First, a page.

Scientific advice for a sustainable agri-food system: post-Brexit challenges for evidence-informed policymaking
Lead Supervisor: Prof James Wilsdon, Department of Politics
Co-supervisor: Prof Peter Horton FRS, Department of Molecular Biology and Biotechnology; Dr Ruth Little, Department of Geography
Deadline: Monday 26th March 2018
This project will map and assess the implications of Brexit for scientific evidence and advice to UK policymakers on policy agendas relating to sustainable agri-food. It will examine what institutional, technical and scientific capacity may be required following any EU-UK transfer of competencies and regulatory responsibilities, and will identify practical opportunities to strengthen UK scientific and expert advisory systems after Brexit.
Scientific advice has never been in greater demand nor more fiercely contested. Claims that we “have had enough of experts” coexist with moves to strengthen institutions for scientific advice and evidence-informed policymaking. Much scientific advice is in support of regulatory frameworks or technical standards, which have been harmonised at a European level over recent decades. Brexit may restrict the UK’s access to these, so weakening the evidence-policy interface.
Within this landscape, the focus of this study is the agri-food system. Arguably there is no sector of the UK economy whose regulation is so embedded within EU procedures – the Common Agricultural Policy has long determined the structure of UK agriculture, from land use and agronomic practice, through to product quality controls and trade.
The burning question then becomes, what kind of UK agri-food system will emerge post-Brexit? If Brexit allows the UK to consider afresh how best to organise expert advice and evidence to support policymaking, will this opportunity be taken, or will budget constraints and vested interests intervene?
This PhD will address these questions through four phases of research: 1. Assessment of the current scientific advice landscape in the UK related to agri-food policies, and how this is changing – or likely to – as a consequence of Brexit. 2. In-depth case study research – including one on fertiliser use within the UK farming sector. 3. Semi-structured interviews with UK policymakers and stakeholders. 4. Developing a framework for strengthening UK scientific advice on agri-food systems, that is able to meet the sustainability challenge.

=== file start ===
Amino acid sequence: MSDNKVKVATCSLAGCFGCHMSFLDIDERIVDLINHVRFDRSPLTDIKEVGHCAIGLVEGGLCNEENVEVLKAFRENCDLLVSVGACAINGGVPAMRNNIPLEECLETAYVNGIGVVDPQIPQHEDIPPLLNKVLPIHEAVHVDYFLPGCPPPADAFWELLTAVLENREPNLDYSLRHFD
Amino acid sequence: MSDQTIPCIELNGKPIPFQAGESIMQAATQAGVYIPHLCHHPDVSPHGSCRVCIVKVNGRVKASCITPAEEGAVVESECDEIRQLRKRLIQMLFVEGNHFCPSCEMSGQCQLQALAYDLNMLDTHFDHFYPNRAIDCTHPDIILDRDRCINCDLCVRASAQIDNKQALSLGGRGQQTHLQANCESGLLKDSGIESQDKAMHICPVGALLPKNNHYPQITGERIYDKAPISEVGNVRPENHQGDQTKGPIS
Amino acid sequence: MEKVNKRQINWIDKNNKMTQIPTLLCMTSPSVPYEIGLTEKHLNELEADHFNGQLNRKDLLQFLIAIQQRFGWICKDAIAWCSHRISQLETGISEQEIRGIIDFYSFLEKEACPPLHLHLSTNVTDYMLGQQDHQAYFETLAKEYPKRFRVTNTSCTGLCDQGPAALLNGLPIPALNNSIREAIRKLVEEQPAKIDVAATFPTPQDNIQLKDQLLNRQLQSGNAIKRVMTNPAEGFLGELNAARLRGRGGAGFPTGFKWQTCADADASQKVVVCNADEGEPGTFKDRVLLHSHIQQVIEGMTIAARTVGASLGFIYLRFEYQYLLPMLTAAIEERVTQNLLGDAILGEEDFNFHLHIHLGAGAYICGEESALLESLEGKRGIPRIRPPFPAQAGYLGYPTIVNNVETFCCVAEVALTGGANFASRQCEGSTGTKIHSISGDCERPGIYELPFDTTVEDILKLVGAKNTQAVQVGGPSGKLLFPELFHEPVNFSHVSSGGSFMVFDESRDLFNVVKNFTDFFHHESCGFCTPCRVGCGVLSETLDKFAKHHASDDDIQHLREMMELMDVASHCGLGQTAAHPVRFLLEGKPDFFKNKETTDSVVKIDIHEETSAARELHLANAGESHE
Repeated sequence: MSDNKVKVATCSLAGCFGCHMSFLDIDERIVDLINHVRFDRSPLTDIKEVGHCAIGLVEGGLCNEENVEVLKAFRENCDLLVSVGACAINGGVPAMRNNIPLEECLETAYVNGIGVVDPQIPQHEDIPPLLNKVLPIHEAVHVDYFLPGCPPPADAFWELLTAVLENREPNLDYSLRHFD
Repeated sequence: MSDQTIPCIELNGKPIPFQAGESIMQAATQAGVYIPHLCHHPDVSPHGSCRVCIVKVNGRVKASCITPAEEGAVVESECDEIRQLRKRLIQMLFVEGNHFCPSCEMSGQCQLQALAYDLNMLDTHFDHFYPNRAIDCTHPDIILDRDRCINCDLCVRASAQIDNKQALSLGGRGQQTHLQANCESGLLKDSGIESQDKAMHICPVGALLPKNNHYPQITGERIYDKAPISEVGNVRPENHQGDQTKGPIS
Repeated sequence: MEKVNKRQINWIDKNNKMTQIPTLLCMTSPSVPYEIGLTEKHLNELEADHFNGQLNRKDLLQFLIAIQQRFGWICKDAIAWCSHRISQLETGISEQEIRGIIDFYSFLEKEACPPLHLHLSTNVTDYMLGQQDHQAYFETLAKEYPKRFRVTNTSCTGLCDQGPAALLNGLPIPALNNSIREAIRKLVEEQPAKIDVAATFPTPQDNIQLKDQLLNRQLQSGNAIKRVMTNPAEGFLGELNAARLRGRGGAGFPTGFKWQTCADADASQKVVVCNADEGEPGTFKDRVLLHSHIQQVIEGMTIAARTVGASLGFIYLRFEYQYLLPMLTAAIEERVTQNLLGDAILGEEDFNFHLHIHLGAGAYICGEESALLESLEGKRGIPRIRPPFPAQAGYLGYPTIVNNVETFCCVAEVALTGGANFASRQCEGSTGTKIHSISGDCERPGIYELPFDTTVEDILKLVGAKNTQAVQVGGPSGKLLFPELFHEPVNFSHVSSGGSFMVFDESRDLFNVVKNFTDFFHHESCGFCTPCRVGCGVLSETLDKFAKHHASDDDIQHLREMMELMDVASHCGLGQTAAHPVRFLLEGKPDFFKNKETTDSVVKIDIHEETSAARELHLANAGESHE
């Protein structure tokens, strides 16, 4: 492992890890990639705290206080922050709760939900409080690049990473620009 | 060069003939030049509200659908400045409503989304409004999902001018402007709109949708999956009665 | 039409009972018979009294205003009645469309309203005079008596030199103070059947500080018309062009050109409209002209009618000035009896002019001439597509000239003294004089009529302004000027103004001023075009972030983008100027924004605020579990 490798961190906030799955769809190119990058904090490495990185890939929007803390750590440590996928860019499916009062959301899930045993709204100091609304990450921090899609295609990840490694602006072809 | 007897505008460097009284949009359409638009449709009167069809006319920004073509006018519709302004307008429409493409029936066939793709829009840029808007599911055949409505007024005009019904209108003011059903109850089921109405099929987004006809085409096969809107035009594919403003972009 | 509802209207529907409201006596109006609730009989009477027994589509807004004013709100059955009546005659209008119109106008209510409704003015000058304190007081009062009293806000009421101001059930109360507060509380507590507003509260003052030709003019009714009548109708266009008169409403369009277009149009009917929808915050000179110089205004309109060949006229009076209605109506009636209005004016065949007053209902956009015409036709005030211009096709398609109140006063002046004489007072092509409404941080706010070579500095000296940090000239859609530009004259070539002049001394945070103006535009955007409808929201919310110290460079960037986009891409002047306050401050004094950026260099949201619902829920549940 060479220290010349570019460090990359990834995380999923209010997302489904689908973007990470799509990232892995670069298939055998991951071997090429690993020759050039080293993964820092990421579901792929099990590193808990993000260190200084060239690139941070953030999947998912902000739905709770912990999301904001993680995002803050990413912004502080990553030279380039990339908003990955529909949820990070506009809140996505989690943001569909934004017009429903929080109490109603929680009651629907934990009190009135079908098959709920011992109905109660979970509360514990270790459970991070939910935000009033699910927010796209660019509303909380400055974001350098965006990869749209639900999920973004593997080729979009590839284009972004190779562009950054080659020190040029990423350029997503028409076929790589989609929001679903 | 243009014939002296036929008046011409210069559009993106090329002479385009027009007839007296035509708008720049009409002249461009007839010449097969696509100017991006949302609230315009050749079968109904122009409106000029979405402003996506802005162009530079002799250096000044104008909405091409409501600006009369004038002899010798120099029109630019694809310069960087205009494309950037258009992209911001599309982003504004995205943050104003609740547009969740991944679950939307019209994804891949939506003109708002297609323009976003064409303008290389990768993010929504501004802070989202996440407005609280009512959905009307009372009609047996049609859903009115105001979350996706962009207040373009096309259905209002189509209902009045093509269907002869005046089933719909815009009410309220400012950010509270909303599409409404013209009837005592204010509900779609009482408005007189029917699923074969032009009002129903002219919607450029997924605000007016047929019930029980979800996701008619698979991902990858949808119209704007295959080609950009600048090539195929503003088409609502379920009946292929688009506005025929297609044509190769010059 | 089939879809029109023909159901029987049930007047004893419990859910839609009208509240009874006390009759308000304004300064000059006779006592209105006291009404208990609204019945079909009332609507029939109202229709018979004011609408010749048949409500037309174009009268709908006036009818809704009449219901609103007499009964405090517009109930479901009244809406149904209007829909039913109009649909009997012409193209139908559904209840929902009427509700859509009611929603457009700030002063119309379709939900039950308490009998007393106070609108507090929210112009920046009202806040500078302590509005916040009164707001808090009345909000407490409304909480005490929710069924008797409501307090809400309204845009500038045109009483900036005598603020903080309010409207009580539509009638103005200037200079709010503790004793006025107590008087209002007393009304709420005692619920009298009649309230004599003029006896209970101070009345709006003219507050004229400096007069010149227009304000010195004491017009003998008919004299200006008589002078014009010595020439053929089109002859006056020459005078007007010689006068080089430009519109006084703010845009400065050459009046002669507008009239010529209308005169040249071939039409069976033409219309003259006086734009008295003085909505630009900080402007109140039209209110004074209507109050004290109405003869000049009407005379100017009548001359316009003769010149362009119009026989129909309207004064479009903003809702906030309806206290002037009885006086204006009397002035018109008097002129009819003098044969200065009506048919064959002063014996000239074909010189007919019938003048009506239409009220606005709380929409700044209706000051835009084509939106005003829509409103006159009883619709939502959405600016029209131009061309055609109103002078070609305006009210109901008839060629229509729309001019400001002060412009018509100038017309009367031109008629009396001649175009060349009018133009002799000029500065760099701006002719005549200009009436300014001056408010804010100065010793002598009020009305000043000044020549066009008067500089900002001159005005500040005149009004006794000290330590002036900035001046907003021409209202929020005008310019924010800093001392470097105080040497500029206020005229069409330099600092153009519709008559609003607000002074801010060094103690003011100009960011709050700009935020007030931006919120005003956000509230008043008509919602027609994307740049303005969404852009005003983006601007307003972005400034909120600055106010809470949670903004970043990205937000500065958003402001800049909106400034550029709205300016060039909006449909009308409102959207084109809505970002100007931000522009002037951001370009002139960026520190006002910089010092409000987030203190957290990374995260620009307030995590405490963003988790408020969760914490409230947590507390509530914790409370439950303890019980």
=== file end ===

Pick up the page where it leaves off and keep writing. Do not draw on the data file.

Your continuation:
Subject areas: Agricultural systems; Food sciences/nutrition; Geography; Political Science & International Studies; Environmental Science
This four-year studentship will be fully funded at Home/EU or international rates. Support for travel and consumables (RTSG) will also be made available at standard rate of £2,627 per annum, with an additional one-off allowance of £1,000 for a computer in the first year. Students will receive an annual stipend of £17,336. Applications should be received and complete by Monday 26th March 2018.
What to include in the application
Your application for this studentship should be accompanied by a CV and a 200 word supporting statement. Your statement should outline your aspirations and motivation for studying in the Grantham Centre for Sustainable Futures. You should also outline any relevant experience and interests that you have in sustainability issues.
Please select ‘Standard PhD’ and the department of this project’s lead supervisor. Fill in the title of your desired project and the name(s) of the supervisors. The starting date of the PhD will be the start of the next academic year – 1 Oct 2018. The ‘Funding stage’ on the form will be ‘project studentship’.